THE SAME OLD SAME OLD NEIGHBORHOOD
BEENY a woman in her thirties
CECIL a man in his thirties or forties
A restaurant in
BEENY: Who is she fucking, that's what I want to know.
CECIL: It's a valid question.
BEENY: Cause she has to be good at it. You know she has to be good at it. Creative, y'know? Cause God knows it ain't up on stage, creativity is notable in its absence. "The Old Neighborhood." More like "The Same Old Same Old Neighborhood." And that last scene, with that so-called actress, I mean not like the rest of the play was fabulous, but in my sleep I could do better than her, I could phone in--I could E-mail in a better performance.
CECIL: I'm sure you could. So what did you think of the play?
BEENY: You mean the writing?
CECIL: The writing.
BEENY: Oh well it's the perfect example of a Nyah Nyah Play.
CECIL: [CHUCKLING] A Nyah Nyah play?
BEENY: A Nyah Nyah Play.
CECIL: [SHAKING HIS HEAD] That's my girl.
BEENY: A Nyah Nyah Play is where the audience doesn't know what the fuck is going on, there's like some important piece of information that is never revealed in the script but everybody up on stage knows what it is, so they stand up there and go "Nyah, nyah!" for two hours. And it's like No Soap Radio, it's like the Emperor's New Clothes, because nobody wants to admit that they don't get it, so they praise it to the skies. I mean look at these reviews. "Searing." "Heart-piercing." "Haunting and original." I mean who sucks these critics off? The producer? The producer's assistant? Juilliard interns? "Searing and heart-piercing" my ass, more like boring and ear-piercing. "Mamet's most emotionally accessible drama," and that emotion is pride, because everybody in the fucking theatre from the blue-haired ladies unwrapping their hard candy to the fidgety fatso waiting for an opening to sneak into that front row seat, every paying attendee is glowing with pride as they walk out into the street because they're thinking to themselves, "Even I can write shit better than that." Look at these reviews. "Elegant and beautiful." "Haunted and haunting." "Riveting." "Luminous." What does luminous mean, anyway?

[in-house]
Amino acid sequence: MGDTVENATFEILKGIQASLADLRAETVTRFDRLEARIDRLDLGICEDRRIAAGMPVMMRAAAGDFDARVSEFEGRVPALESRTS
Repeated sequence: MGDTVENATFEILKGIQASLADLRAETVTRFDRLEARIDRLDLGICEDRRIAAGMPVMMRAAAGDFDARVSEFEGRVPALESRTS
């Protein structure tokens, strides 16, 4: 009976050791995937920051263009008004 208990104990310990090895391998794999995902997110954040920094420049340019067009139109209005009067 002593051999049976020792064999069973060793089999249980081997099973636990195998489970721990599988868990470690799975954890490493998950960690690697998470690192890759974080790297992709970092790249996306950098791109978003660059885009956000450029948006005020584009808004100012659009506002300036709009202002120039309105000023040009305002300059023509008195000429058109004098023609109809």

CECIL: With a glow.
BEENY: Yeah, like nuclear waste. "A significant development in Mamet's career," well that's true, it's final proof that he's the artistic equivalent of an overdrawn bank account.
CECIL: So the play, you didn't like it?